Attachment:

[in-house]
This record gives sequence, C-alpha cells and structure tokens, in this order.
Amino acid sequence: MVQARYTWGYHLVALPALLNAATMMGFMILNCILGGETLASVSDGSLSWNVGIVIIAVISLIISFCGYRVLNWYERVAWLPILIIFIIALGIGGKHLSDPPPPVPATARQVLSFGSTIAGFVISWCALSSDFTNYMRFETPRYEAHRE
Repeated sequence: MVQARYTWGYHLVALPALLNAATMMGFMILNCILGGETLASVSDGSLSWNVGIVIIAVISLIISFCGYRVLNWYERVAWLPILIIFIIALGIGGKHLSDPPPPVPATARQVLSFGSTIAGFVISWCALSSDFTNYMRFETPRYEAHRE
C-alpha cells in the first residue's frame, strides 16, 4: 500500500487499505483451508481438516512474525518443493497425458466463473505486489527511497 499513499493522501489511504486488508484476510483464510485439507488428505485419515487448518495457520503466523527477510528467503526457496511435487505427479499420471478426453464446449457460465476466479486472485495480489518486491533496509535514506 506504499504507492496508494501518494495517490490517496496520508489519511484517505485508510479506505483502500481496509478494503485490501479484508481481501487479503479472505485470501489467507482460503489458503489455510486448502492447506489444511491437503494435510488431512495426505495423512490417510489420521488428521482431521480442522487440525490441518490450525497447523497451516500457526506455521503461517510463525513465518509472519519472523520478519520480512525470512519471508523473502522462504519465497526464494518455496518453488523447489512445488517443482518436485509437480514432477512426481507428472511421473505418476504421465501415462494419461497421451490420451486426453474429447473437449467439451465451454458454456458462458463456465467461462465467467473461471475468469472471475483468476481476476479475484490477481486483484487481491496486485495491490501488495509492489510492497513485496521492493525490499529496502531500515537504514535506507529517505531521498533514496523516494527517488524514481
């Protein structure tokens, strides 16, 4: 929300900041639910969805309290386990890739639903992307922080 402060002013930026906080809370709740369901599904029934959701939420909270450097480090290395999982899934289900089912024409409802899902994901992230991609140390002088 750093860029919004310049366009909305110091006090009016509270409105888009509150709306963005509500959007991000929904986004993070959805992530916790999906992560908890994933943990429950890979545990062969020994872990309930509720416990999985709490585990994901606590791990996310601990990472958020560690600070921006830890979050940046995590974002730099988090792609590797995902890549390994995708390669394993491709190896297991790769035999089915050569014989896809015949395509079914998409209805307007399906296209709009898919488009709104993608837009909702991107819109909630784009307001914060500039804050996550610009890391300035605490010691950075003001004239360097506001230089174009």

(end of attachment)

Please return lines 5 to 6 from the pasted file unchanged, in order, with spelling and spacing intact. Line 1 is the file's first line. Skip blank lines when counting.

C-alpha cells in the first residue's frame, strides 16, 4: 500500500487499505483451508481438516512474525518443493497425458466463473505486489527511497 499513499493522501489511504486488508484476510483464510485439507488428505485419515487448518495457520503466523527477510528467503526457496511435487505427479499420471478426453464446449457460465476466479486472485495480489518486491533496509535514506 506504499504507492496508494501518494495517490490517496496520508489519511484517505485508510479506505483502500481496509478494503485490501479484508481481501487479503479472505485470501489467507482460503489458503489455510486448502492447506489444511491437503494435510488431512495426505495423512490417510489420521488428521482431521480442522487440525490441518490450525497447523497451516500457526506455521503461517510463525513465518509472519519472523520478519520480512525470512519471508523473502522462504519465497526464494518455496518453488523447489512445488517443482518436485509437480514432477512426481507428472511421473505418476504421465501415462494419461497421451490420451486426453474429447473437449467439451465451454458454456458462458463456465467461462465467467473461471475468469472471475483468476481476476479475484490477481486483484487481491496486485495491490501488495509492489510492497513485496521492493525490499529496502531500515537504514535506507529517505531521498533514496523516494527517488524514481
């Protein structure tokens, strides 16, 4: 929300900041639910969805309290386990890739639903992307922080 402060002013930026906080809370709740369901599904029934959701939420909270450097480090290395999982899934289900089912024409409802899902994901992230991609140390002088 750093860029919004310049366009909305110091006090009016509270409105888009509150709306963005509500959007991000929904986004993070959805992530916790999906992560908890994933943990429950890979545990062969020994872990309930509720416990999985709490585990994901606590791990996310601990990472958020560690600070921006830890979050940046995590974002730099988090792609590797995902890549390994995708390669394993491709190896297991790769035999089915050569014989896809015949395509079914998409209805307007399906296209709009898919488009709104993608837009909702991107819109909630784009307001914060500039804050996550610009890391300035605490010691950075003001004239360097506001230089174009």